We make our arguments abductively, and presuppositionally.

What views do you hold prior to approaching a situation? Since most of us probably use abductive reasoning to determine, interpret, and understand, many of our circumstances from the time we are very young, we are almost certain to have a makeshift system of understanding that works for making sensible our situations and our events, but not for others in similar, or even different, situations and events.

Aristotlean physics, the physics of the ancient and of the medieval world, taught that thought rocks fell to the earth because the earth was the center of the universe and things made from the earth, such as rocks, wished to return to their center. This was a widespread and widely held-to-be-scientific belief for many centuries, in Western culture.

Even though we know this claim to be patently false in light of today’s knowledge and understanding of gravity, yet if one of us throws a rock today it will indeed fall to the ground, both in Aristotle’s day, and in our day. This shows how a conceptual framework may be misleading even if we suppose ourselves to have indelible empirical knowledge of its truth.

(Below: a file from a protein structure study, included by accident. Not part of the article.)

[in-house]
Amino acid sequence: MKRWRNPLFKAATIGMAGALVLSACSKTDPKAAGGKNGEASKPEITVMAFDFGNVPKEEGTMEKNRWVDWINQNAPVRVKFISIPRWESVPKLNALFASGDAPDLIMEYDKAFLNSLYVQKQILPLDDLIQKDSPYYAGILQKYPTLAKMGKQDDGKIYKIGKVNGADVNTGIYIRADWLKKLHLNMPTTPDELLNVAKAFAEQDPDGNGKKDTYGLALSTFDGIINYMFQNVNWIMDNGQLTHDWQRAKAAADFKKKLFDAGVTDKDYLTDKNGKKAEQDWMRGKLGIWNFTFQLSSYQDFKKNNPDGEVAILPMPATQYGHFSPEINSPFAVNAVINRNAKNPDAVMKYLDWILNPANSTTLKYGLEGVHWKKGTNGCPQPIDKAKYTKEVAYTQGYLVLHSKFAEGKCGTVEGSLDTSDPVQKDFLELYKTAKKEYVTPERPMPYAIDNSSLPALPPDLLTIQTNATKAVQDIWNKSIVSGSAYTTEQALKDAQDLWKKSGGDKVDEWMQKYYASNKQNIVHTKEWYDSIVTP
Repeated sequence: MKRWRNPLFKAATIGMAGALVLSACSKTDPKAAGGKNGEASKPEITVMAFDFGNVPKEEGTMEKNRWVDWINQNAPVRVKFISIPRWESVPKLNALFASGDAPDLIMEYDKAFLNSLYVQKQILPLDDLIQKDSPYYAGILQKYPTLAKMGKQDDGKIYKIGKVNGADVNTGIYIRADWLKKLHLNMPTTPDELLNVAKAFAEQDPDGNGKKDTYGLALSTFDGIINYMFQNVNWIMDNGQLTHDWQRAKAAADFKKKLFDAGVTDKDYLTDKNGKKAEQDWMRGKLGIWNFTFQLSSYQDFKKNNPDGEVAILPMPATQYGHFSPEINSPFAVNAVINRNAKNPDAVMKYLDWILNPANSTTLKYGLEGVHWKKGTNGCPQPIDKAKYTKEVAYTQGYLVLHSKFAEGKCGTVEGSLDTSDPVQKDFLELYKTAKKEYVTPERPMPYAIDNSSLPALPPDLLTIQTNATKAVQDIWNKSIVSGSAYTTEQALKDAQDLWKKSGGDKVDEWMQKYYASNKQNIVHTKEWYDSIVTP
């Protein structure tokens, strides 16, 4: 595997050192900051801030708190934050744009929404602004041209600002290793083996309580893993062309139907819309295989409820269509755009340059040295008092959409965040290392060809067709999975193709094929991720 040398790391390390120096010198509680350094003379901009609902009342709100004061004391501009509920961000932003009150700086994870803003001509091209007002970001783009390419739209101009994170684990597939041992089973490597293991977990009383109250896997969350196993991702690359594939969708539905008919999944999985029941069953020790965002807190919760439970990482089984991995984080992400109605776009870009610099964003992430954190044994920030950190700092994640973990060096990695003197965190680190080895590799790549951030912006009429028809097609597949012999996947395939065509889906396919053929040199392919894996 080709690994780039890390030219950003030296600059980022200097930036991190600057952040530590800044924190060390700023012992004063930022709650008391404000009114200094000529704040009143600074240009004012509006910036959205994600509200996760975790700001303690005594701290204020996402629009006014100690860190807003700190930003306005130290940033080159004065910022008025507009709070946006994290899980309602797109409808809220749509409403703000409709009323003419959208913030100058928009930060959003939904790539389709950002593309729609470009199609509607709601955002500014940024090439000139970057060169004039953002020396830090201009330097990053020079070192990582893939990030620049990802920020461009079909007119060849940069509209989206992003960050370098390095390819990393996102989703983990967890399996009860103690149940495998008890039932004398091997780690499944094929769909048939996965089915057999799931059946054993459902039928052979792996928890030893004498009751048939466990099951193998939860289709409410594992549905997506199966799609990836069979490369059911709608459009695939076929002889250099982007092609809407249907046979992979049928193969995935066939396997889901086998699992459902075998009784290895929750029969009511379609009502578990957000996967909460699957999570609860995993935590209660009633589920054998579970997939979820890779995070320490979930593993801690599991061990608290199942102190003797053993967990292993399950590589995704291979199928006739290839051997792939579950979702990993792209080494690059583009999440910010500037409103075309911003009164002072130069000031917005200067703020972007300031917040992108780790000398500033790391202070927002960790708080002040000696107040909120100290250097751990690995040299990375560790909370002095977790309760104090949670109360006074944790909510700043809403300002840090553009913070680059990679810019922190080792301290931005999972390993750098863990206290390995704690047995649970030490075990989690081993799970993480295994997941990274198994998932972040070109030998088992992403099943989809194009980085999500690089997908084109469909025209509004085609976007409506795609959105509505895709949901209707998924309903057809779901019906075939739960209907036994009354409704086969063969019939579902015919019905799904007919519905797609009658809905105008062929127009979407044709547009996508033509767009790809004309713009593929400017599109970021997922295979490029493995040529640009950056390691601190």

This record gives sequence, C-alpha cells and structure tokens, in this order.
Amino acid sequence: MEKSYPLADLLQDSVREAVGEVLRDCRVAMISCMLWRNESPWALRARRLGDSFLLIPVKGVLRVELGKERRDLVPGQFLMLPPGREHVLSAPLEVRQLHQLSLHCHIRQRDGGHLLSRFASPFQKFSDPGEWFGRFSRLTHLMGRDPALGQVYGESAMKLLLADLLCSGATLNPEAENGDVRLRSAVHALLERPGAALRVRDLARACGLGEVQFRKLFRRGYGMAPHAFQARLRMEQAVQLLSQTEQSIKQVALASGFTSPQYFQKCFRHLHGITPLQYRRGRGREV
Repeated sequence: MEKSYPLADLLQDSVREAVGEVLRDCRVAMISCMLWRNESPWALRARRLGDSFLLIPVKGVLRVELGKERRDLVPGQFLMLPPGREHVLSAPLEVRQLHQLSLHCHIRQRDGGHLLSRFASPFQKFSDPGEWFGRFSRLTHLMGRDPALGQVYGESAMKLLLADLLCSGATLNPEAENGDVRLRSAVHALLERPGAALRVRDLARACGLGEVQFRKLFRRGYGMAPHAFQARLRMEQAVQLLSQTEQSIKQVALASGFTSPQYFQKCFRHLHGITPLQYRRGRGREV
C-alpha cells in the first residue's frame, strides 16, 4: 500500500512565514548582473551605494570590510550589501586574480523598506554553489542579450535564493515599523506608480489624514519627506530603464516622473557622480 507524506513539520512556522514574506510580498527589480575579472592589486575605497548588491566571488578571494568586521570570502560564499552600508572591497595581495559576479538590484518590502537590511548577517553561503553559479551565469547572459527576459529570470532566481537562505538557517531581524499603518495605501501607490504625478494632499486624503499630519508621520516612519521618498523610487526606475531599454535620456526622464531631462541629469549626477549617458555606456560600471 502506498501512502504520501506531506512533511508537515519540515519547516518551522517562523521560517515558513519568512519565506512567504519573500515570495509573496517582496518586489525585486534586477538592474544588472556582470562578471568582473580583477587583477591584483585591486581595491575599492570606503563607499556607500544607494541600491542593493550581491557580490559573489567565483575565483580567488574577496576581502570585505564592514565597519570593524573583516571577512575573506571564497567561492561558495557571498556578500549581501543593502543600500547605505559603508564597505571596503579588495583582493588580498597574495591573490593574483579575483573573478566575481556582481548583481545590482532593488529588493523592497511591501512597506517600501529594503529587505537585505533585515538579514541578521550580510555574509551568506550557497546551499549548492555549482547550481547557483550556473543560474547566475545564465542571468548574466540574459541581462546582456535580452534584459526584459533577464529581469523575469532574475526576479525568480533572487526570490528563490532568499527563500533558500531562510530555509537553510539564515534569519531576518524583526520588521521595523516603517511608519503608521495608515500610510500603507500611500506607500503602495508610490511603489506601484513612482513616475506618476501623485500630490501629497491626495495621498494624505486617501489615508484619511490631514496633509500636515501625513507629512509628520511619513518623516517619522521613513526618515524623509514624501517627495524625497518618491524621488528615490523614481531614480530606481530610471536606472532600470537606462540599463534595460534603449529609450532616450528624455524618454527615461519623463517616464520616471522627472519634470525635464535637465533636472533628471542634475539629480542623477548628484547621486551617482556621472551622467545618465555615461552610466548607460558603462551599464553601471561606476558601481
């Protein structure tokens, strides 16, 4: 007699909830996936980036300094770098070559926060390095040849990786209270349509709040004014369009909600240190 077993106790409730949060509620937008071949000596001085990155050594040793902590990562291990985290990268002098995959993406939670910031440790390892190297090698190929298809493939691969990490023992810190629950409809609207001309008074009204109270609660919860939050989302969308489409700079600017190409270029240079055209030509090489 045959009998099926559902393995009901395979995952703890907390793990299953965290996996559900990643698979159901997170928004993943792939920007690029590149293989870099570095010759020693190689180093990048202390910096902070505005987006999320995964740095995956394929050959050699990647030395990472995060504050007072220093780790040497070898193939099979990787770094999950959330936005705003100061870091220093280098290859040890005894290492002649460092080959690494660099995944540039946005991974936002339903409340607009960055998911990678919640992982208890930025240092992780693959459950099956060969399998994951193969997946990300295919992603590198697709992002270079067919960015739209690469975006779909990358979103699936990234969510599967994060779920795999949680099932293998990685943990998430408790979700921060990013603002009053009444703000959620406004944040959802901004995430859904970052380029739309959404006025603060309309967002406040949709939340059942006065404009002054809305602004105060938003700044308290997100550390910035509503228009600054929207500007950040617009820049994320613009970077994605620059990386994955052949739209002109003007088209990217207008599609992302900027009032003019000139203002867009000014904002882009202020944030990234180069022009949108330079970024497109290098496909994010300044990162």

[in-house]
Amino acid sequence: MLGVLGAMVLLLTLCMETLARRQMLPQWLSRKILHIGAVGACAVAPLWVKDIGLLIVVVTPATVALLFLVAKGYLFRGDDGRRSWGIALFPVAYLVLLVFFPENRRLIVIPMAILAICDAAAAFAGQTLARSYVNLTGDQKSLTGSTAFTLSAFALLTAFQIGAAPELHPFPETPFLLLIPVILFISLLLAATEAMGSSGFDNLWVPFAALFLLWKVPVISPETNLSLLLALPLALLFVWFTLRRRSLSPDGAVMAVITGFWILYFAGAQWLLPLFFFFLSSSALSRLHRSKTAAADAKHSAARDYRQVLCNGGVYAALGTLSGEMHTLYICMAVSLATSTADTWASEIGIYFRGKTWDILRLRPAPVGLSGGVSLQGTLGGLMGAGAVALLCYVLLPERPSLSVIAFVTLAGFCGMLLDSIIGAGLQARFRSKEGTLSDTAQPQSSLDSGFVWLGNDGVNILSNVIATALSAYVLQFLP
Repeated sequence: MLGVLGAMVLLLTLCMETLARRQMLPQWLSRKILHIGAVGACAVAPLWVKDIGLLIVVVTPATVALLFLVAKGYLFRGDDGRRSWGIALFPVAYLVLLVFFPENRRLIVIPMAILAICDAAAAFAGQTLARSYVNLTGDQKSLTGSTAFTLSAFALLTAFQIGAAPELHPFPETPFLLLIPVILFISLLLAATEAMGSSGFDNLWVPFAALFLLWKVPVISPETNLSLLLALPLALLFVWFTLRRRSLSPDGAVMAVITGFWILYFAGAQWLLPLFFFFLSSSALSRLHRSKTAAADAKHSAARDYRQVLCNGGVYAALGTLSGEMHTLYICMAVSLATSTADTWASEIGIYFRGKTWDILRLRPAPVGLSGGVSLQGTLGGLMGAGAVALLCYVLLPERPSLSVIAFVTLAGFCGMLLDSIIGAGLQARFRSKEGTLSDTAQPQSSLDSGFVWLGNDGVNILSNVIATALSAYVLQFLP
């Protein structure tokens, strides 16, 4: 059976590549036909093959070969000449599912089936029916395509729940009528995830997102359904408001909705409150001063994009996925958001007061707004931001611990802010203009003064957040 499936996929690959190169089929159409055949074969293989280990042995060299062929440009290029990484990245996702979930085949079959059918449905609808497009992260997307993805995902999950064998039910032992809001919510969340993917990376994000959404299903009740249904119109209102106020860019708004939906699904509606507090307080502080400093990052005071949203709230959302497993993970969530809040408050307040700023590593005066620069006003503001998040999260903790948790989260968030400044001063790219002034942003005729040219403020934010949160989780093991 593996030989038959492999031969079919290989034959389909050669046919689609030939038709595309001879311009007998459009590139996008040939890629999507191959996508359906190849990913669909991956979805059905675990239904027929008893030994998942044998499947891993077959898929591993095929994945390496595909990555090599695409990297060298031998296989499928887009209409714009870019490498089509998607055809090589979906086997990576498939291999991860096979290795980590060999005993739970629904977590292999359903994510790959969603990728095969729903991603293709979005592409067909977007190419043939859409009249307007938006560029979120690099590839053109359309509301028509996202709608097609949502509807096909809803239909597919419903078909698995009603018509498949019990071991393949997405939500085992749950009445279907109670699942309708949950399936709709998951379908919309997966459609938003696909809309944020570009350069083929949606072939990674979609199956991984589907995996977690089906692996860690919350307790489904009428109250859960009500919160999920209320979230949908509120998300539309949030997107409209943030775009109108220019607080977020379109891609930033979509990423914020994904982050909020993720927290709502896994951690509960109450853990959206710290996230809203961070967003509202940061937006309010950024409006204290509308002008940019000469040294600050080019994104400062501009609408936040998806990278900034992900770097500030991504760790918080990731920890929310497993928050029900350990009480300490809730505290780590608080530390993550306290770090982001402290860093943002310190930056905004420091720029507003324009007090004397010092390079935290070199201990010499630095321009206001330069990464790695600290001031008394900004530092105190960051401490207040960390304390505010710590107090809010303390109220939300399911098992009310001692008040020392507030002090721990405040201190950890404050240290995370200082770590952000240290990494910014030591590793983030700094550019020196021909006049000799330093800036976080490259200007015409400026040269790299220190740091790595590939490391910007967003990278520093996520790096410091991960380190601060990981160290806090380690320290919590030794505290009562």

We fail to identify the presuppositionally assumed (inferential) truth, that our explanation of a given event is initially taken to be true abductively, so that we eventually assume it was taken to be true deductively. When we presume upon reality and upon others to offer a truth which is deductive (a certainty,) when it’s really abductive (a hypothesis,) we contribute to the widespread confusion of ideas, events, cultures, and priorities, that already exists on Planet Earth, and we become the cause of our own troubles, alienating ourselves from the good.